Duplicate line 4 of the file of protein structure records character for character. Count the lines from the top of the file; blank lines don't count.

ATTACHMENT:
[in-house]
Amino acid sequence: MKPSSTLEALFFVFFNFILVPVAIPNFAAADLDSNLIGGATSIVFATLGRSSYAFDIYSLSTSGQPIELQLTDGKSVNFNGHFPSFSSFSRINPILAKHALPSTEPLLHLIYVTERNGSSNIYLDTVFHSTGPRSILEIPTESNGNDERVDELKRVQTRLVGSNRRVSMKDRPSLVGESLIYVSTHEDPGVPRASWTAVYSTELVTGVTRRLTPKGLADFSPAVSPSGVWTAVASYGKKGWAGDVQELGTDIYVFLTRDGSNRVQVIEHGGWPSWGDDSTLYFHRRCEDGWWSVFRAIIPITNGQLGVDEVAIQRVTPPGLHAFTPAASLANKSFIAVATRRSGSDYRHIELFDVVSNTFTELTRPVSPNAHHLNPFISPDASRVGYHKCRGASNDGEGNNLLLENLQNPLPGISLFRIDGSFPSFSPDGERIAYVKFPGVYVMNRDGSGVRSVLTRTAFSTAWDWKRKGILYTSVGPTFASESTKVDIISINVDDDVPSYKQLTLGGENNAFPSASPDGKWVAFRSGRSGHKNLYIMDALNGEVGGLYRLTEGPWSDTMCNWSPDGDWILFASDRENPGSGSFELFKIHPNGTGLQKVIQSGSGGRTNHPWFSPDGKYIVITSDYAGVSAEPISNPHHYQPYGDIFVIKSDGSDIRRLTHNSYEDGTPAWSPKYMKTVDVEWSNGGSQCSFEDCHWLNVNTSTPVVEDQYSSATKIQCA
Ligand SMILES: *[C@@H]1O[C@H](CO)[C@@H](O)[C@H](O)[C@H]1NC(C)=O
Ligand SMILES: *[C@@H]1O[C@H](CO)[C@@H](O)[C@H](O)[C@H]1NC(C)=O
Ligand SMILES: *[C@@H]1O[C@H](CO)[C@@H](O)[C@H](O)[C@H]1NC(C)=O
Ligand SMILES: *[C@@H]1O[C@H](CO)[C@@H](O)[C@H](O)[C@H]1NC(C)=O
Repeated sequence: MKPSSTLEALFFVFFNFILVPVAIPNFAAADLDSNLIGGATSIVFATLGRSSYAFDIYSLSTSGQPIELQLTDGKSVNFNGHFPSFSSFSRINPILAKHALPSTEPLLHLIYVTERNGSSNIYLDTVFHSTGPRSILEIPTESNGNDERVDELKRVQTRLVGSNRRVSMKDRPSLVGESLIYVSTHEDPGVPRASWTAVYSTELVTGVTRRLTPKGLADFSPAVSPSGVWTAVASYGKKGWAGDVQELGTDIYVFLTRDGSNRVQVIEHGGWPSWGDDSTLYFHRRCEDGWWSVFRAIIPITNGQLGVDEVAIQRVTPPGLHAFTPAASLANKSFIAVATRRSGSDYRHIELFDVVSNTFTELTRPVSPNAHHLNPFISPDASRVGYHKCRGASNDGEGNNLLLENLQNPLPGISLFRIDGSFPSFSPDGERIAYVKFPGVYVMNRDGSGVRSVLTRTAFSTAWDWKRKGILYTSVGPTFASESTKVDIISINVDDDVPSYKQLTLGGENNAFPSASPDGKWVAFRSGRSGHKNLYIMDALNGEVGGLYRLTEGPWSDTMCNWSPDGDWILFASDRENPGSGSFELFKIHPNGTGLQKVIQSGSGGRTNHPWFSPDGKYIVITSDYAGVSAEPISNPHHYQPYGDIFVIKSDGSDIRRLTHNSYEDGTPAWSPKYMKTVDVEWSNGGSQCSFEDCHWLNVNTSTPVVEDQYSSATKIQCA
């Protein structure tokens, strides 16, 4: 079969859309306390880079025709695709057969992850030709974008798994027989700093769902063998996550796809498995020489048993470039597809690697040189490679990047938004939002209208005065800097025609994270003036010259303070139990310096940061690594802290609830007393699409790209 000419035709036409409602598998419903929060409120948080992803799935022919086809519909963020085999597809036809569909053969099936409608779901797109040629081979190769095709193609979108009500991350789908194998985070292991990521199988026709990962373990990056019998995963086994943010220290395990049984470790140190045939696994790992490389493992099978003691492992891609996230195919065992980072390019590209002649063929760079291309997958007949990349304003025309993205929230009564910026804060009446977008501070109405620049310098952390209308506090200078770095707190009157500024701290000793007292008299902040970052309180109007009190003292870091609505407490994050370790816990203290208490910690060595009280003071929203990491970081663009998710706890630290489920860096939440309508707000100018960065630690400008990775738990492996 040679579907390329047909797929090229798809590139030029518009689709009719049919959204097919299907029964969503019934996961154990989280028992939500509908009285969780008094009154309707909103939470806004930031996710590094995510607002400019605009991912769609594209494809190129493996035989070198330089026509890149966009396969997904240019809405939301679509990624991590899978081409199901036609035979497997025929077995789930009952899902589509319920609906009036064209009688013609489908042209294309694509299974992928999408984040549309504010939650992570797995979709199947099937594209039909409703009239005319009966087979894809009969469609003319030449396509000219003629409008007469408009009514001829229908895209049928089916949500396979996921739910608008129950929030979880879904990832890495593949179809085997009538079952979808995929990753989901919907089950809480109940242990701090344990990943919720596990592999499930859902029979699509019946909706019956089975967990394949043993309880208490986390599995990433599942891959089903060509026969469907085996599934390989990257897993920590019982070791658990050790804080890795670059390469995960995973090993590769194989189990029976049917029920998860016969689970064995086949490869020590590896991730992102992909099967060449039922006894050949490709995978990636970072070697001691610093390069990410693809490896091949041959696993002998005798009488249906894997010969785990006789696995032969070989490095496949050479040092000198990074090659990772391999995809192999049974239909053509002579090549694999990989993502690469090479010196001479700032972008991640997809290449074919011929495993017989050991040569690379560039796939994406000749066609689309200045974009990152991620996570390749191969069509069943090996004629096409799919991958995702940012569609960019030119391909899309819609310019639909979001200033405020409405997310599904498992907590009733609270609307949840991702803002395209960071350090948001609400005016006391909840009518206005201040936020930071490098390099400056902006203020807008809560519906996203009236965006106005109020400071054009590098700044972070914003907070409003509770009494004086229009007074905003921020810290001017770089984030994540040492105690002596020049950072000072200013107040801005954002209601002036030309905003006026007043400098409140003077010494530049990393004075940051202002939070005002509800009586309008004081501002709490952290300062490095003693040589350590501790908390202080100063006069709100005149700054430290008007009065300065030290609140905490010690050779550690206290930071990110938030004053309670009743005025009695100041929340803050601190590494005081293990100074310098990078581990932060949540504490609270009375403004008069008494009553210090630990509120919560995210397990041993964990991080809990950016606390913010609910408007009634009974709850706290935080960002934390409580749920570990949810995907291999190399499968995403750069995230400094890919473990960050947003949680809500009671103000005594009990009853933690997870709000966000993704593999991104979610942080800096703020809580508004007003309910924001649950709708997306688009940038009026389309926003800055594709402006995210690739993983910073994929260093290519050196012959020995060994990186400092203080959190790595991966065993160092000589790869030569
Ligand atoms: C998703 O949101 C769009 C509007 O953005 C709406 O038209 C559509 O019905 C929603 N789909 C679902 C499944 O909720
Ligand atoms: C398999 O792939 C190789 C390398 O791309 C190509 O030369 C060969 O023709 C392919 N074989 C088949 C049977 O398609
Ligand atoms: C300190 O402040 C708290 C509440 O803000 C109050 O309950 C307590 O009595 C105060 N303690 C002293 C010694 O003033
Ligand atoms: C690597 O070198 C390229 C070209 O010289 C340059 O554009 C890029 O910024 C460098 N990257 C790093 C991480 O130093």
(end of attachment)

Ligand SMILES: *[C@@H]1O[C@H](CO)[C@@H](O)[C@H](O)[C@H]1NC(C)=O